Film vs Digital Photography: Which is Really Better?

The debate about digital photography has been raging for years. Some people swear by film while others insist it’s nothing more than a passing fad. In this article we’re going to look at some of the pros and cons of both methods and see which one wins out in the end.

Why Choose Film Photography?

One of the best reasons to use film is that it produces images that are much more detailed than those made using digital technology. The film has a resolution of somewhere between 3 and 5 megapixels whereas digital cameras usually have somewhere between 8 and 20 megapixels. This means that a digital photograph will be smaller in size than the equivalent print, even if the same image size has been chosen.

The grain and texture found in the pictures taken on film is much more obvious than it is in photographs taken with digital cameras. This is due to the fact that the sensor in a digital camera doesn’t pick up the light hitting it, so it cannot make the exact same amount of information about the scene as a film camera can. In fact, the camera can only record a small percentage of the light actually hitting the sensor, the rest being lost. As a result, the pictures that are taken with digital cameras are often quite flat in appearance, and you can never really get the ‘feel’ of the scene.

Films come in many different types, each producing a slightly different appearance when viewed. Many photographers use black and white film, but you can also use colour films such as Kodachrome and Velvia. In the UK the most common film for 35mm cameras is Ektachrome.

Digital Photography Pros & Cons

Digital photography offers some definite advantages over film photography, and there are plenty of things you can do with your digital camera that you cannot with your traditional film camera. It’s true that digital cameras are much less bulky and the prices have fallen dramatically in recent years. There are fewer physical controls on digital cameras and they allow you to shoot faster and more easily. They are also more versatile. For example, you can easily take multiple shots of the same subject, and the settings can be saved as presets so that you can continue shooting exactly the same way at a later date.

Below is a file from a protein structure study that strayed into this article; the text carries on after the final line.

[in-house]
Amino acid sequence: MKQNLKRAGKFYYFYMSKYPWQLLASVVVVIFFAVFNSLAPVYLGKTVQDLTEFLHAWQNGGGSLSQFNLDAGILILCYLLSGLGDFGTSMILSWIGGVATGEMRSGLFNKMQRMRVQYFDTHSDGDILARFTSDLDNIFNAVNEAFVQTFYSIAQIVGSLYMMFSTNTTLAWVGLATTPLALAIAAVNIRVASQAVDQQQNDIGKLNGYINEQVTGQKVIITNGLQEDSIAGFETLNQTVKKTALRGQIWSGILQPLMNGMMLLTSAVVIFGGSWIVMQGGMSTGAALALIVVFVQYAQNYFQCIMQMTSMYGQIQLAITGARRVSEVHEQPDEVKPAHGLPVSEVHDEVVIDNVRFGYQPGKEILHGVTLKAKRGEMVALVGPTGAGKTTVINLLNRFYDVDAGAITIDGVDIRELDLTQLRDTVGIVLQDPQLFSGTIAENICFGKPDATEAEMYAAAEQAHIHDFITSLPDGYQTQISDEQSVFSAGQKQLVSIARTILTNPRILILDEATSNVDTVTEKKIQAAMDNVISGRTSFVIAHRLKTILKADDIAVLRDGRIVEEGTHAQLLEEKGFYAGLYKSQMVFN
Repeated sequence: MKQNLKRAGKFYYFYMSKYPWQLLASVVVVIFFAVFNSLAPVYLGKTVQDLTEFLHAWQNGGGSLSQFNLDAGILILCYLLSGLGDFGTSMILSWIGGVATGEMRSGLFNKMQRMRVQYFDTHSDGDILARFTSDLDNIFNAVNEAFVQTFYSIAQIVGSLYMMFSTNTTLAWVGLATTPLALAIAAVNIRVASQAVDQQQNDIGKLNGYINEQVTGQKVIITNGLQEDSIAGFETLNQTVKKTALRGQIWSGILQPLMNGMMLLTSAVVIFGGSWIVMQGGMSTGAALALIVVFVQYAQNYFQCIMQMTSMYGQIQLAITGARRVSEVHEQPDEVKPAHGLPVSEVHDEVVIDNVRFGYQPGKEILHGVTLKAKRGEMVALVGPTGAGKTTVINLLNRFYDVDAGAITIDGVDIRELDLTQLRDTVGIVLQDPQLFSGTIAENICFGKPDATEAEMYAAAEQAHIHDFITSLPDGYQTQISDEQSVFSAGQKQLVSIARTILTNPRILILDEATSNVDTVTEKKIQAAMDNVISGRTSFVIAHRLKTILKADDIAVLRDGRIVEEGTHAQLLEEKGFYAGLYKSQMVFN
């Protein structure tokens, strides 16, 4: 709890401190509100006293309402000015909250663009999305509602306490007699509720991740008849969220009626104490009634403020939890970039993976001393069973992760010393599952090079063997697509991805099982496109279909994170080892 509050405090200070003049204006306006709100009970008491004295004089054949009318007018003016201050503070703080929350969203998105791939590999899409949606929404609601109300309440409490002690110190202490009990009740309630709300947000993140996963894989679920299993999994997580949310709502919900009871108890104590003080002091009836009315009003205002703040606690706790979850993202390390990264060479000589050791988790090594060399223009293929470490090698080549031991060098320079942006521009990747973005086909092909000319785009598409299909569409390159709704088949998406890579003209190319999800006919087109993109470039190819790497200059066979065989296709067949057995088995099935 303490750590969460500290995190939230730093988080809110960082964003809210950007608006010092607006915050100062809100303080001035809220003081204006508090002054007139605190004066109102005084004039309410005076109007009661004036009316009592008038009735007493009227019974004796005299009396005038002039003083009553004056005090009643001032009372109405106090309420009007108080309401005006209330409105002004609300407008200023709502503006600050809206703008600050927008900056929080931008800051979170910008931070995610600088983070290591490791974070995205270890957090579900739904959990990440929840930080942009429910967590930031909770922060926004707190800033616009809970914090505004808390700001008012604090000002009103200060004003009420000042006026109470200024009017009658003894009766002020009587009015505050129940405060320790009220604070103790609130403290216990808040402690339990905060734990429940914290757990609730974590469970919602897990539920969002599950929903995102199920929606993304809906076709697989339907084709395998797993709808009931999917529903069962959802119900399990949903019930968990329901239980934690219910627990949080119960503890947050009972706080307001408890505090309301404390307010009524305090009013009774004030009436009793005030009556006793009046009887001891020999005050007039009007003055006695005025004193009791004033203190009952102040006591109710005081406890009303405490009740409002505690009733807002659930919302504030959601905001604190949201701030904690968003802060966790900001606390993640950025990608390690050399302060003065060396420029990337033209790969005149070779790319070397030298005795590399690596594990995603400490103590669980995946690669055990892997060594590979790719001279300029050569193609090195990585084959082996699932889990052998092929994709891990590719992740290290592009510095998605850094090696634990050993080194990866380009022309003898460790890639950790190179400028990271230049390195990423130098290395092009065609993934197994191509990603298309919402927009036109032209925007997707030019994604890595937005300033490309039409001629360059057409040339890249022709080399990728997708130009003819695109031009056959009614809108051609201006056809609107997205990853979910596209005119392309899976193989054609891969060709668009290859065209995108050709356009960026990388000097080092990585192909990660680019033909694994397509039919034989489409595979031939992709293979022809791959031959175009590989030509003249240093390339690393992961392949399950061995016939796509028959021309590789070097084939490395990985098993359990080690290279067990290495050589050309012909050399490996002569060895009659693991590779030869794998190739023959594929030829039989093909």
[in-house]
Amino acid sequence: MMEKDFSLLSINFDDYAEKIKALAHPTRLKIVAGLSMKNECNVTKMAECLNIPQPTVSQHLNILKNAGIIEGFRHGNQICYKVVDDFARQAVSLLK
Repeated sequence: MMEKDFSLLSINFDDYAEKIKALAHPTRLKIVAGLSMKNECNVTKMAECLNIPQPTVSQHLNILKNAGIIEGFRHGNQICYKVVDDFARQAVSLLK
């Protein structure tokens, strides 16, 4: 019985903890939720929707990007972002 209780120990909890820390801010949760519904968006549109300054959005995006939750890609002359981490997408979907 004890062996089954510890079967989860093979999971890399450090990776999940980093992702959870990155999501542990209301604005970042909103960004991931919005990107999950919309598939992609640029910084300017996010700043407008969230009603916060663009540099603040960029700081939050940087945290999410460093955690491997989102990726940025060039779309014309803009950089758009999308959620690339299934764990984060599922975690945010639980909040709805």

However, many people find that digital cameras can’t produce the same quality of photographs as film. For example, a digital camera will only let you take one shot of each subject and it won’t show the grain and texture of the film. Digital cameras also tend to capture more noise than film. This is the unwanted background ‘glow’ that occurs when light is converted into an electrical signal, and it can make the image appear a little fuzzy.

Another problem associated with digital photography is that the picture files are usually stored on a memory card, which isn’t always easy to find when you need it. You also cannot have a film print made from a digital image.

So, Which Should You Use?

While it’s easy to say that film is the superior form of photography, it’s also true that it’s not always the best option. If you’re a beginner, you may not want to spend a lot of money on a sophisticated digital camera, and you may prefer the simplicity of a film camera.

The good news is that most digital cameras are far cheaper than the top of the range film cameras. Even if you have to pay a bit extra for an entry level digital camera, it’s still usually a lot cheaper than a top-of-the-range film camera. However, if you’re a professional photographer, the price of your equipment will be a lot less important than whether you use digital or film.